Lately there has been a wrestling in my soul. As one of my friends says, “You counselor types are always a little conflicted.” I don’t know about the always part of that assessment, but, yes, I have a certain ongoing dissonance of one sort or another. I ask questions of life, of God, of myself. Although I have a certain love and respect for mystery, I continue to seek, to question. I generally don’t take things at face value. I like to know what is under the surface, as that helps me make sense of what is more visible to the naked eye.
So my wrestling heart, mind, soul grabbed a mocha with an extra shot of espresso this morning on the way to work, and then stopped in this place not quite halfway to the office. Along the Winnebago River in Fertile, Iowa. And I just sat there with mocha in hand, camera ready, and the quiet peacefulness of running water, steadily flowing by. And it was great for me to slow down a while, relax my breathing, and think and pray intentionally instead of in the more commonly reactive way.
I didn’t get out of my Jeep today, but just snapped a few photos through open windows. These four shots are reminders to me today of things that seem worth remembering as I face life in this season: flow, roots, gateways, millstones.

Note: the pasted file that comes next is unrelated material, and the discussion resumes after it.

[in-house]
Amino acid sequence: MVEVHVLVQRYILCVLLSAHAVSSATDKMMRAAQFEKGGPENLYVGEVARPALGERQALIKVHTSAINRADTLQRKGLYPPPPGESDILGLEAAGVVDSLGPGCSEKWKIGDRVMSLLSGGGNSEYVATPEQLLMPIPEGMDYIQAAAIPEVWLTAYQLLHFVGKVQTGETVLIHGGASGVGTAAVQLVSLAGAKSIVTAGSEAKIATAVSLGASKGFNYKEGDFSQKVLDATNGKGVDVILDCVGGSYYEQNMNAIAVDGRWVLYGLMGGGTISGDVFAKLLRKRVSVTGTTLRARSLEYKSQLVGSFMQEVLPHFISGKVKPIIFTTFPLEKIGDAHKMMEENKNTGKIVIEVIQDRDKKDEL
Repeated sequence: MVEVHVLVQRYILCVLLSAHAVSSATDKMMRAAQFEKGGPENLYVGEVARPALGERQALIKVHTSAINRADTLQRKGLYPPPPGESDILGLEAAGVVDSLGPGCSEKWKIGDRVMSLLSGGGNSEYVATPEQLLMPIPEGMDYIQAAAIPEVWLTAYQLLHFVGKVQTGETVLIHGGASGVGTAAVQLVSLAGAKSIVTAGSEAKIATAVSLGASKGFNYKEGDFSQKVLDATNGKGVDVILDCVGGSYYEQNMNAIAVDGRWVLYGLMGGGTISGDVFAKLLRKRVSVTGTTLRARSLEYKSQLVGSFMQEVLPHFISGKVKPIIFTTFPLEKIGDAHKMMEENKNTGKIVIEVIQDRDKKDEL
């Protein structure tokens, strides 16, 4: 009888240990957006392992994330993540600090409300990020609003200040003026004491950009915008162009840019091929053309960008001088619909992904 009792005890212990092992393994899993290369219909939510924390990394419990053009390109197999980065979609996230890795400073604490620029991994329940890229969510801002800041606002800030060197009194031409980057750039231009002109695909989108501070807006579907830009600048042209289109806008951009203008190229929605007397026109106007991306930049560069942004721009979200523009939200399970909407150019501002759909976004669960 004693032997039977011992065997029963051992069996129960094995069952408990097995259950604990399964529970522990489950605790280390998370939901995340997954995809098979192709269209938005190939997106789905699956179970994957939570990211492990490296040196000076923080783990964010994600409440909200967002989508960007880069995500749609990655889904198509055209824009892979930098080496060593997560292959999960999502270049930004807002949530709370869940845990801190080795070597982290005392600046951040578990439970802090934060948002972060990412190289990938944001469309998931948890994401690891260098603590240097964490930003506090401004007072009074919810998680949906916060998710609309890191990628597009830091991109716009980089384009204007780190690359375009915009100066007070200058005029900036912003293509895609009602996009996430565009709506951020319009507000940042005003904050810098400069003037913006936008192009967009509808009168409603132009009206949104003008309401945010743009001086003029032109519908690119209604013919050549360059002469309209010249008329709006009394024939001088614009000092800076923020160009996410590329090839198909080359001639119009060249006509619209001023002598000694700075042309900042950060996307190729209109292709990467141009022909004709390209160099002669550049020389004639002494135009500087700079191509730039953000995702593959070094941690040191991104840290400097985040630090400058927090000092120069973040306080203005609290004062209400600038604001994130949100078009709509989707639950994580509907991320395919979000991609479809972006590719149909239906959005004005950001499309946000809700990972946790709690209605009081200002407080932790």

When I sit at this place and listen to the sound of water FLOW past me, I am reminded that life is in some way always about movement. It doesn’t really stop or stand still, even when we slow down enough to pay attention to how it moves by us. It is fluid and that fluidity is largely beyond our control.
In the movement of life, it serves us well to be ROOTED. When much around us is moving and changing, it is necessary to have a medium out of which we take most of our nutrients for growth. I think often of Ephesians 3:17- and the encouragement to let our roots go down deep into the soil of God’s marvelous love.
Although many things are out of our control, there is always choice. There are fences and boundaries, but there is also some kind of GATEWAY. Something that comes next. This is an act of faith most days, more than a response to what is visible, obvious.
And the MILLSTONE. I love and hate the millstone. I resist what its function is in my life, and yet I know that I need those things that are millstones to me. Those things that sharpen my dulled edges. Those things that break through my protective shell and expose the substance of who I am and what I have to offer.